MY MOTHER'S KEEPER by B.D. Hyman Morrow; 347 pages; $17.95 Scandal began with the first motion picture, but the modern sharper-than-a-serpent's-tooth era can be traced to 1978 and the appearance of Mommie Dearest, the harsh memoir of Joan Crawford. My Mother's Keeper, by B.D. Hyman, is even more acrimonious. Joan Crawford was dead a year when the revenge was taken. Bette Davis is still alive and ticking. B. (for Barbara) D. (for Davis) Hyman declares that the front door is always open to her estranged mother. But only a masochist would enter after the appearance of this seething volume. According to the author, the Mother Goddam of movies for four decades was something else offscreen. The paranoid figure saw herself as a feminine version of Gulliver. "Never relax," she warned B.D., "or the Lilliputians will climb up your legs and devour your soul." No defect goes uncharted, from the star's alcoholism to violent maledictions from her fourth husband, Actor Gary Merrill: "The only people who can be around you for long without wanting to kill you are faggots."
Physical catastrophes of old age, among them strokes and a mastectomy, follow like biblical punishments. If pity is contained in these pages, it is intended for the author, not her subject. B.D. now lives in the Bahamas, 3,000 miles from Hollywood, but My Mother's Keeper has distanced her even further from her mother, and from reticence and common decency.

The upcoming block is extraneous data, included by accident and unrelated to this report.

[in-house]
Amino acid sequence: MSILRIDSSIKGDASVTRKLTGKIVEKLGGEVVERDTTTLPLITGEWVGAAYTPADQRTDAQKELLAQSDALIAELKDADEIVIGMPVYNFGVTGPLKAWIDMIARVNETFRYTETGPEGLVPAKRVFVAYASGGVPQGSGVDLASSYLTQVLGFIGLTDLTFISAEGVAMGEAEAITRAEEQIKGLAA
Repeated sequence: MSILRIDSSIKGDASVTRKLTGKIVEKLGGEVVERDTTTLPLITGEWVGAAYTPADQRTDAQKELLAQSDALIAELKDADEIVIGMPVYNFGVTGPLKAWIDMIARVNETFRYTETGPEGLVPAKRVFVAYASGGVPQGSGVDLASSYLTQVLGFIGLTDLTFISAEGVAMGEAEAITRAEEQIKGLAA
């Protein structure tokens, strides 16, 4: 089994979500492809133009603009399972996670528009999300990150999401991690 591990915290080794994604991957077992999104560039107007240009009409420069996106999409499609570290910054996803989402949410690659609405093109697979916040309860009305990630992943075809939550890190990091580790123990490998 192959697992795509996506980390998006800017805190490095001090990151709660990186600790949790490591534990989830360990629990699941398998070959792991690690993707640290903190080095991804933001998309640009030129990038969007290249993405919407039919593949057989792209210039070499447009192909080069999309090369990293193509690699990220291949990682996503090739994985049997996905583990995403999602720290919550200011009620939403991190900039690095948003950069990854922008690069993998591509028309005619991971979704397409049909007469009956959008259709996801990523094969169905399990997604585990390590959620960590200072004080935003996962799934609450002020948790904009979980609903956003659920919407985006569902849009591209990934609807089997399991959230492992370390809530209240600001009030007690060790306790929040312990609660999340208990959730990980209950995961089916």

CONFESSIONS OF A HOOKER by Bob Hope as told to Dwayne Netland Doubleday; 230 pages; $17.95 Since he first visited an indoor driving range in Manhattan back in the '30s, the standup octogenarian has played on nearly 2,000 golf courses around the world. With an amalgam of Friars roast hostilities and fund-raiser geniality, Bob Hope says thanks for the memories to the pros and putters who have helped the game. Along the fairway he observes the links style of most Presidents since Eisenhower. When Ike met Hope in wartime Algiers, the general's first words were "How's your golf?" The athletic J.F.K. was too "restless" to play well, and Richard Nixon displayed a strange combination of obsession and guilelessness. Gerald Ford, of course, "made golf a contact sport." Reagan "once broke 100 and that's pretty good for a man on horseback." Hope saves his real affection for celebrities little known for their low handicaps, including Humphrey Bogart and Ruby Keeler. The wildest amateur: Babe Ruth. The smoothest: Joe Louis. Even nongolfers can enjoy the gossip, the jokes and some 100 black-and-white photographs of performers and politicians. Although Hope claims that his scores are now closer to his weight than his age, his follow-through has seldom been better.